14 Sep Up All Night
An elegant, bittersweet symphony of red grapefruit and smoked rosemary which compliments the boldness of Maker’s 46’s perfectly toasted French oak. This festively herbaceous drink will keep you warm and steal the show at any dinner party this holiday season.
Glassware: CHILLED 7.5 oz Red Wine glass (it should be as fancy and ornate as possible. I will be using a crystal glass with a pattern cut into it and gold trim at the rim of the glass)
- .5 oz Rosemary Sage Simple Syrup
- 1 oz Fresh Red Grapefruit Juice
- .5 oz St. George Bruto Americano
- 1.5 oz Maker’s 46
Rosemary Sage Simple Syrup:
Take 3 evenly sized sprigs of rosemary and 3 evenly sized sprigs of sage and place them in the metal tin of a Boston shaker set. The ratio of sage to rosemary should be even. Next, lightly muddle the herbs inside of the tin to release the oils. After muddling, carefully pour 200 ml of boiling water into the tin. Make sure all of the herbs are fully submerged. Let the herbs steep and sit in the water for 30 minutes. Next, strain and separate the herbs from the water by pouring the liquid through a fine mesh strainer.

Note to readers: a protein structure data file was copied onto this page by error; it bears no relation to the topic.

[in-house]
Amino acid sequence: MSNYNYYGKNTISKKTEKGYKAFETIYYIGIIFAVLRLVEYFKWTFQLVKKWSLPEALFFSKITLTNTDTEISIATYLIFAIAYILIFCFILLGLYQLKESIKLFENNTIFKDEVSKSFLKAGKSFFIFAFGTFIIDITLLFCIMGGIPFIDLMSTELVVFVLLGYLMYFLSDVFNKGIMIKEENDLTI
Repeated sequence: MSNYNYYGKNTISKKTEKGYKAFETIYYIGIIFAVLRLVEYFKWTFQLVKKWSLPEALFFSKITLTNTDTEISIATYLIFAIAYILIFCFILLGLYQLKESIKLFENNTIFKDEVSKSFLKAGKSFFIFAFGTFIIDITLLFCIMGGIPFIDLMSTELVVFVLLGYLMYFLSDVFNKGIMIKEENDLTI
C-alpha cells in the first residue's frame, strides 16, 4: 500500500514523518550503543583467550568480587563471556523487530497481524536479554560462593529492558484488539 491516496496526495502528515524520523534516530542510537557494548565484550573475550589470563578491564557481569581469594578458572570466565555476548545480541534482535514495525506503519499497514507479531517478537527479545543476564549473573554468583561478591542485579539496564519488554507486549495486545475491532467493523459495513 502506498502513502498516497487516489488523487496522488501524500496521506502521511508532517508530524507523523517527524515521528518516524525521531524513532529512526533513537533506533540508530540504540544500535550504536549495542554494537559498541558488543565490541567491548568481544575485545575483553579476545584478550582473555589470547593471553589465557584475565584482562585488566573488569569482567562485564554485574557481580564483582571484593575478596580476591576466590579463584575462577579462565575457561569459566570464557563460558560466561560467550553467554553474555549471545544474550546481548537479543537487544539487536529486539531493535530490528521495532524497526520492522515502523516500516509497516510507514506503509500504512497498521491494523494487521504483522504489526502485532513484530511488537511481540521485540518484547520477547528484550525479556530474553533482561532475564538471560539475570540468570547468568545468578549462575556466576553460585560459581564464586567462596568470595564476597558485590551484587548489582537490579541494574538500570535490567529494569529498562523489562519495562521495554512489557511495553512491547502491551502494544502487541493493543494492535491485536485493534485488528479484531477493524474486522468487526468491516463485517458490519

Be sure to squeeze all of the excess liquid from the herbs before discarding them. At this point, you will need to remeasure your herbal water to find out exactly how much liquid you have. Once you know the exact amount of liquid, you will then add an equal amount of organic white cane sugar to the liquid. This is to factor in any water that evaporates as the herbs steep. The goal is to create a 1 to 1 ratio of sugar to herbal water. Thoroughly stir the mixture until all of the sugar crystals have completely dissolved. Lastly, transfer your completed syrup into a storage bottle
Garnish: Cut a grapefruit wedge (1/8 of a whole grapefruit) and skewer it with a classy looking cocktail skewer (I’ll be using a gold one with a crown on top of it). Position the wedge on top of the drink to where it looks like a half moon in the sky.
Place a sprig of fresh rosemary into the glass and have it leaning towards the opposite direction of the wedge, creating a V shape. Using the culinary torch, lightly char the tip of the sprig so that there’s a smoke trail coming off of the rosemary.
Clay Coleman is a entrepreneurial Oakland native with 3 years of bartending experience. As a Californian, citrusy drinks with fresh fruits and herbs are his specialty. Clay also owns and operate a catering company for private events: Clay the Bartender. Follow him on Instagram.